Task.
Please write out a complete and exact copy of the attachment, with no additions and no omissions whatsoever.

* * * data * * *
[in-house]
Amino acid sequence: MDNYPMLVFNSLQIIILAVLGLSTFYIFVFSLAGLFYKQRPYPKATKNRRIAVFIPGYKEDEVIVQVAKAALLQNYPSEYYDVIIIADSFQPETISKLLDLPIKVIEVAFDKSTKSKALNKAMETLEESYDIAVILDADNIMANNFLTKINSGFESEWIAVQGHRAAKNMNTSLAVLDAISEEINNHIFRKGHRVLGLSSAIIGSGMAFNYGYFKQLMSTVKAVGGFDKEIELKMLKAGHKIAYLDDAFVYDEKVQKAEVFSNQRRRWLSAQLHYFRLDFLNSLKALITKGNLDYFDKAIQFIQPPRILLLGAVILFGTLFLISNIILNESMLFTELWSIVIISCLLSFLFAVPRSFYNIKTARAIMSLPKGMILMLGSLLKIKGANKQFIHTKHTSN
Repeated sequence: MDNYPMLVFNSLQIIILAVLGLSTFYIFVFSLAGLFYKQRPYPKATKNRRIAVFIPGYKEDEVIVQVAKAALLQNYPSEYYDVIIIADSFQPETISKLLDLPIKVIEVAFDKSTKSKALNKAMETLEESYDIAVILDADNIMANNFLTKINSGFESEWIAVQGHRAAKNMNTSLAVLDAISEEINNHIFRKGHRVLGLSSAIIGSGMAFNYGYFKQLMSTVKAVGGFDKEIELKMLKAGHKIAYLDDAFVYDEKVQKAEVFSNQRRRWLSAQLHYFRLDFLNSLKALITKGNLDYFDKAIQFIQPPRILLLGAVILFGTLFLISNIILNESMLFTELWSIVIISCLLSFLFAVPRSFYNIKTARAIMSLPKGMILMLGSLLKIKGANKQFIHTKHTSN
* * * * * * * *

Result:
[in-house]
Amino acid sequence: MDNYPMLVFNSLQIIILAVLGLSTFYIFVFSLAGLFYKQRPYPKATKNRRIAVFIPGYKEDEVIVQVAKAALLQNYPSEYYDVIIIADSFQPETISKLLDLPIKVIEVAFDKSTKSKALNKAMETLEESYDIAVILDADNIMANNFLTKINSGFESEWIAVQGHRAAKNMNTSLAVLDAISEEINNHIFRKGHRVLGLSSAIIGSGMAFNYGYFKQLMSTVKAVGGFDKEIELKMLKAGHKIAYLDDAFVYDEKVQKAEVFSNQRRRWLSAQLHYFRLDFLNSLKALITKGNLDYFDKAIQFIQPPRILLLGAVILFGTLFLISNIILNESMLFTELWSIVIISCLLSFLFAVPRSFYNIKTARAIMSLPKGMILMLGSLLKIKGANKQFIHTKHTSN
Repeated sequence: MDNYPMLVFNSLQIIILAVLGLSTFYIFVFSLAGLFYKQRPYPKATKNRRIAVFIPGYKEDEVIVQVAKAALLQNYPSEYYDVIIIADSFQPETISKLLDLPIKVIEVAFDKSTKSKALNKAMETLEESYDIAVILDADNIMANNFLTKINSGFESEWIAVQGHRAAKNMNTSLAVLDAISEEINNHIFRKGHRVLGLSSAIIGSGMAFNYGYFKQLMSTVKAVGGFDKEIELKMLKAGHKIAYLDDAFVYDEKVQKAEVFSNQRRRWLSAQLHYFRLDFLNSLKALITKGNLDYFDKAIQFIQPPRILLLGAVILFGTLFLISNIILNESMLFTELWSIVIISCLLSFLFAVPRSFYNIKTARAIMSLPKGMILMLGSLLKIKGANKQFIHTKHTSN